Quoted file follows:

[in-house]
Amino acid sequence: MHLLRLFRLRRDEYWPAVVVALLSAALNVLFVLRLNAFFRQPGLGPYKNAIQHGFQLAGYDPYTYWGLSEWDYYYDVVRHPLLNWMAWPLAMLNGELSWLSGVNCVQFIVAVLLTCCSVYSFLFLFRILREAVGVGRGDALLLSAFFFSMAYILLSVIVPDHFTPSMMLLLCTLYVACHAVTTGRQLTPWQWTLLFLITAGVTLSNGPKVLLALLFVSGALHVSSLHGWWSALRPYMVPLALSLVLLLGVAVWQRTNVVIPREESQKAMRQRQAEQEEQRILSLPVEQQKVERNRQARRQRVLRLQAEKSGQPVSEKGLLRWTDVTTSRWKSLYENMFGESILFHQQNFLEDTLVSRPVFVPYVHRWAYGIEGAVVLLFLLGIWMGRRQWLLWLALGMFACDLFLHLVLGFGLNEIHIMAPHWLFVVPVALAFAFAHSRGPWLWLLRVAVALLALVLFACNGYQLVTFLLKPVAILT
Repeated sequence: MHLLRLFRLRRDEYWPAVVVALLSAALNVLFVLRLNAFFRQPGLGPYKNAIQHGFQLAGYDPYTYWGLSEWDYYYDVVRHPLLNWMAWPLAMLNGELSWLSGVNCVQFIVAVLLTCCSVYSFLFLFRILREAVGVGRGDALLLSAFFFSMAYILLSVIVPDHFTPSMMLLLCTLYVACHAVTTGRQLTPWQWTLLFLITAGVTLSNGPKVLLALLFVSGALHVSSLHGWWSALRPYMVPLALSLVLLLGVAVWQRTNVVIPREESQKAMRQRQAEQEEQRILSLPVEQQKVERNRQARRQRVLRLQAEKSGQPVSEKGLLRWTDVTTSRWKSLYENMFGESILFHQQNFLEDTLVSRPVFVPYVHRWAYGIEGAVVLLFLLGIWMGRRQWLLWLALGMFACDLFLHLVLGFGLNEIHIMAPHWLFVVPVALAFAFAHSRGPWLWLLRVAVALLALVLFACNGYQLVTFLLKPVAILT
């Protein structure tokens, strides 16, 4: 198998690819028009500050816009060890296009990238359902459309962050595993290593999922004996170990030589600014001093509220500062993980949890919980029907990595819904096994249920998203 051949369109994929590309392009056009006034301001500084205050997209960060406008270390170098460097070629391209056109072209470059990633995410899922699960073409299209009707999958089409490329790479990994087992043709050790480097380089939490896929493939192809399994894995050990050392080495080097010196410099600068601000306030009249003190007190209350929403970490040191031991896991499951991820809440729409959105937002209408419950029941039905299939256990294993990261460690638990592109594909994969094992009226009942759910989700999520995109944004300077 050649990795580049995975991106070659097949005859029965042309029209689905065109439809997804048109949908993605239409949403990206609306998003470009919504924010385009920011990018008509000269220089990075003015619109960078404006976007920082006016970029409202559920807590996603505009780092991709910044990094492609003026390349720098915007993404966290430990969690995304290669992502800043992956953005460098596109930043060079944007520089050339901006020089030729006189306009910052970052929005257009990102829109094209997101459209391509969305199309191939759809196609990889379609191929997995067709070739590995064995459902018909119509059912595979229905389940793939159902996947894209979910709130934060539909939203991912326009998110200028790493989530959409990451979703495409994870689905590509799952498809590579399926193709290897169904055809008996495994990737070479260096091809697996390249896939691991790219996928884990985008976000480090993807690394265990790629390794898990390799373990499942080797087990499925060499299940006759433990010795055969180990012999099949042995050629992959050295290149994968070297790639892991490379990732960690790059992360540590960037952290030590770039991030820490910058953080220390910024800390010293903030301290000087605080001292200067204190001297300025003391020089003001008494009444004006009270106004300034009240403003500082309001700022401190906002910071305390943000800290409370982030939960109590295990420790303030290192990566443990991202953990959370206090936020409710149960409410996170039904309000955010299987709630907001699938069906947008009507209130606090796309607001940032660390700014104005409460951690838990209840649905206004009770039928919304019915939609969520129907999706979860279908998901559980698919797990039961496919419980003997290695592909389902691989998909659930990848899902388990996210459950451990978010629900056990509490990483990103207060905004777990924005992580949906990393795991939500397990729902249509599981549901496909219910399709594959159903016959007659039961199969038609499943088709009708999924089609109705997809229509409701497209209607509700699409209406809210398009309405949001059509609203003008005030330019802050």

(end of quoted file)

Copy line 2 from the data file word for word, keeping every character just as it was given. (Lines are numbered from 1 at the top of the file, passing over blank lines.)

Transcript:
Amino acid sequence: MHLLRLFRLRRDEYWPAVVVALLSAALNVLFVLRLNAFFRQPGLGPYKNAIQHGFQLAGYDPYTYWGLSEWDYYYDVVRHPLLNWMAWPLAMLNGELSWLSGVNCVQFIVAVLLTCCSVYSFLFLFRILREAVGVGRGDALLLSAFFFSMAYILLSVIVPDHFTPSMMLLLCTLYVACHAVTTGRQLTPWQWTLLFLITAGVTLSNGPKVLLALLFVSGALHVSSLHGWWSALRPYMVPLALSLVLLLGVAVWQRTNVVIPREESQKAMRQRQAEQEEQRILSLPVEQQKVERNRQARRQRVLRLQAEKSGQPVSEKGLLRWTDVTTSRWKSLYENMFGESILFHQQNFLEDTLVSRPVFVPYVHRWAYGIEGAVVLLFLLGIWMGRRQWLLWLALGMFACDLFLHLVLGFGLNEIHIMAPHWLFVVPVALAFAFAHSRGPWLWLLRVAVALLALVLFACNGYQLVTFLLKPVAILT